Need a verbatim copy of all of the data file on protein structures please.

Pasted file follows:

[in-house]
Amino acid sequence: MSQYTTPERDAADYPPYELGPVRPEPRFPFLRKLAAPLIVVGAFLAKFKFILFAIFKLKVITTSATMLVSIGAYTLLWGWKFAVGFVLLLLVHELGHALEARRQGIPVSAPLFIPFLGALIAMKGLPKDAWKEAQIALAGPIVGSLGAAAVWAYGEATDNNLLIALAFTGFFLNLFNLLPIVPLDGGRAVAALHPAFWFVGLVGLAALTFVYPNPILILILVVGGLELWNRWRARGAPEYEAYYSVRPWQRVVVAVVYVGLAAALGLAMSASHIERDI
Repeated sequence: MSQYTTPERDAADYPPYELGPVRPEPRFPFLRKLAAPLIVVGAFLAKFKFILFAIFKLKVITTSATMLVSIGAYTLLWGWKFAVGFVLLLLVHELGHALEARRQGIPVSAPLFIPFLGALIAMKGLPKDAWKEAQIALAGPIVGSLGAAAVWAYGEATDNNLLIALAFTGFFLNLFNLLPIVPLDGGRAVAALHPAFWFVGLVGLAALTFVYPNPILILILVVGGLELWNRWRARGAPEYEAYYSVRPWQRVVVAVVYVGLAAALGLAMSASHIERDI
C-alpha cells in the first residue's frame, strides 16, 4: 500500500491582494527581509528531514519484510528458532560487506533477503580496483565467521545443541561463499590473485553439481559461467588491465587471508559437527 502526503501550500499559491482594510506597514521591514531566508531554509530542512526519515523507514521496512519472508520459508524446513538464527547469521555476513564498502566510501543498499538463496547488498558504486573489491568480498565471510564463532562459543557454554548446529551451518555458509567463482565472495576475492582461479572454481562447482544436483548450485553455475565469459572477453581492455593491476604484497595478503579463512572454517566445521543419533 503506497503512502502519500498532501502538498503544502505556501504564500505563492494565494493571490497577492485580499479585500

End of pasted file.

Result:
[in-house]
Amino acid sequence: MSQYTTPERDAADYPPYELGPVRPEPRFPFLRKLAAPLIVVGAFLAKFKFILFAIFKLKVITTSATMLVSIGAYTLLWGWKFAVGFVLLLLVHELGHALEARRQGIPVSAPLFIPFLGALIAMKGLPKDAWKEAQIALAGPIVGSLGAAAVWAYGEATDNNLLIALAFTGFFLNLFNLLPIVPLDGGRAVAALHPAFWFVGLVGLAALTFVYPNPILILILVVGGLELWNRWRARGAPEYEAYYSVRPWQRVVVAVVYVGLAAALGLAMSASHIERDI
Repeated sequence: MSQYTTPERDAADYPPYELGPVRPEPRFPFLRKLAAPLIVVGAFLAKFKFILFAIFKLKVITTSATMLVSIGAYTLLWGWKFAVGFVLLLLVHELGHALEARRQGIPVSAPLFIPFLGALIAMKGLPKDAWKEAQIALAGPIVGSLGAAAVWAYGEATDNNLLIALAFTGFFLNLFNLLPIVPLDGGRAVAALHPAFWFVGLVGLAALTFVYPNPILILILVVGGLELWNRWRARGAPEYEAYYSVRPWQRVVVAVVYVGLAAALGLAMSASHIERDI
C-alpha cells in the first residue's frame, strides 16, 4: 500500500491582494527581509528531514519484510528458532560487506533477503580496483565467521545443541561463499590473485553439481559461467588491465587471508559437527 502526503501550500499559491482594510506597514521591514531566508531554509530542512526519515523507514521496512519472508520459508524446513538464527547469521555476513564498502566510501543498499538463496547488498558504486573489491568480498565471510564463532562459543557454554548446529551451518555458509567463482565472495576475492582461479572454481562447482544436483548450485553455475565469459572477453581492455593491476604484497595478503579463512572454517566445521543419533 503506497503512502502519500498532501502538498503544502505556501504564500505563492494565494493571490497577492485580499479585500